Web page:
Serious shoppers want the best deal. They research the field, identify the competitors, list all the pros and cons, and then make a decision based on their priorities. It's a game of compare and contrast. Humans, and many other species, face a similar problem in finding the best mate. In the story of Cyrano de Bergerac, poor Roxanne thinks that she is in love with the handsome Christian. When she finds out that the poetic spirit behind his voice is, in fact, the physically unattractive Cyrano, she is forced to make a choice between physical and poetic beauty. No easy answers here, but there is a choice. Shoppers for mates, just like shoppers for clothes, microwave ovens, or cars, must be able to dig beneath the superficial gloss. There is rarely truth in advertising.
The history of research on animal thinking has, in many ways, been driven by a shopper's mentality: to find out who is the real brain, the whiz of the animal kingdom. And the comparison is, most commonly, between humans and the other animals. As the philosopher Hilary Putnam stated, "Our world is a human world, and what is conscious and not conscious, what has sensations and what doesn't, what is qualitatively similar to what and what is dissimilar, are all dependent ultimately on our human judgments of likeness and difference." Poets, novelists, and scientists have identified us as superior because we are the noble, rational, intelligent, social, successful, creative, tool-making, linguistic, and anxiety-driven species. We are also, as Mark Twain noted, "the only animal that blushes. Or needs to." No one expresses this overall vision of superiority and uniqueness more eloquently than Shakespeare's Hamlet, who called humans "the beauty of the world, the paragon of animals." To admire our species for its qualities is natural. To place us with the gods and angels, above all the others, is both pompous and boring. It is pompous because it places us on top of an intellectual pyramid without articulating the criteria for evaluation. It is boring because it ignores differences in thinking, and fails to search for an understanding of how different shades of mind evolved.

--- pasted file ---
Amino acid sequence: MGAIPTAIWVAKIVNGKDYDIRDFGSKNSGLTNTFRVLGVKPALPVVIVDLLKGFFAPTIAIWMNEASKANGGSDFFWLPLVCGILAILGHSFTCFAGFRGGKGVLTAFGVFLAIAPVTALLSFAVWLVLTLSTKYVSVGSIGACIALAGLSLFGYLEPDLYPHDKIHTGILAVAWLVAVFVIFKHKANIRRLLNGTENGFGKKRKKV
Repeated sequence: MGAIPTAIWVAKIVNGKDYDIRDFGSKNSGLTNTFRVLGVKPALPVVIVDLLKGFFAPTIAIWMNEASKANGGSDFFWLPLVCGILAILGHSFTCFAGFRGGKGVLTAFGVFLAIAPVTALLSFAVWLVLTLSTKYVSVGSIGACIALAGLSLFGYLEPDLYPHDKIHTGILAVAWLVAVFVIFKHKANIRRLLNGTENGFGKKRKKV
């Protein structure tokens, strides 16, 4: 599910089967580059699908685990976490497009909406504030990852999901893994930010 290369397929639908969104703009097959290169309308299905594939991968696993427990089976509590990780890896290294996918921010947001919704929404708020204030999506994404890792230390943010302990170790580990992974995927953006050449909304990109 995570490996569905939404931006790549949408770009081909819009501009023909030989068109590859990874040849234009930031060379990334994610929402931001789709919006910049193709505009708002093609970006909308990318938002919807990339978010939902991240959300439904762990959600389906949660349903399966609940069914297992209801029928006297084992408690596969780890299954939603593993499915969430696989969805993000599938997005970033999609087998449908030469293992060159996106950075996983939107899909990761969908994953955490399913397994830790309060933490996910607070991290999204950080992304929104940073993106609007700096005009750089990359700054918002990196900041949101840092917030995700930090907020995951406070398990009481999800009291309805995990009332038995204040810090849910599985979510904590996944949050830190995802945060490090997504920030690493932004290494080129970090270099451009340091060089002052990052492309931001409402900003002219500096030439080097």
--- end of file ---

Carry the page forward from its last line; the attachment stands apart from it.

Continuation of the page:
A commonly expressed dichotomy is that animals are driven by their passions whereas humans are guided by reason. We are rational, coolheaded, and thoughtful. They are irrational, hotheaded, instinctual beasts. Whereas we follow the dictum "I think, therefore I am," they adhere to "I feel, therefore I act." The division between the emotions and rationality represents a vestige of Cartesian thinking. As the neuroscientist Antonio Damasio pointed out in his 1994 book Descartes' Error, our emotions often play a critical role in guiding our decisions. When we attack a problem, we often consult our emotions, using them as guides. Although it is clear that our emotions can cloud and overpower our rational minds, we are more often than not making decisions that depend on an understanding of what we feel. In John Le Carre's novel The Taylor of Panama, Marta, an upstart in the student revolution, states the case with precision: "Reason only functions when the emotions are involved.... There's no logic unless the emotions are involved. You want to do something, so you do it. That's logical. You want to do something, and don't do it, that's a breakdown of reason."
The idea that rationality depends on the emotions comes from studies of brain-damaged patients and the use of modern neuroimaging techniques such as petscan (PET) and functional magnetic resonance imaging (fMRI). The capacity to make rational decisions breaks down when the planning area of the brain (prefrontal cortex) is disconnected from a key emotional area of the brain (amygdala). Further, neuroimaging results show that these two areas of the brain are highly active when non-brain-damaged humans make decisions about emotionally salient problems. The conclusion we must then draw from this work is that emotions are necessary for making decisions in humans. What I will argue is that emotions play a central role in animal decisions as well. Many animals, especially the nonhuman primates, have a prefrontal cortex, an amygdala, and the neural circuitry that connects these areas. This neural gear provides them with rich emotions and a foundation for making emotionally relevant decisions. Without delving into the details, I leave this problem for later chapters axed simply claim that Descartes' dichotomy is a nonstarter. We need a better theory for understanding animal minds.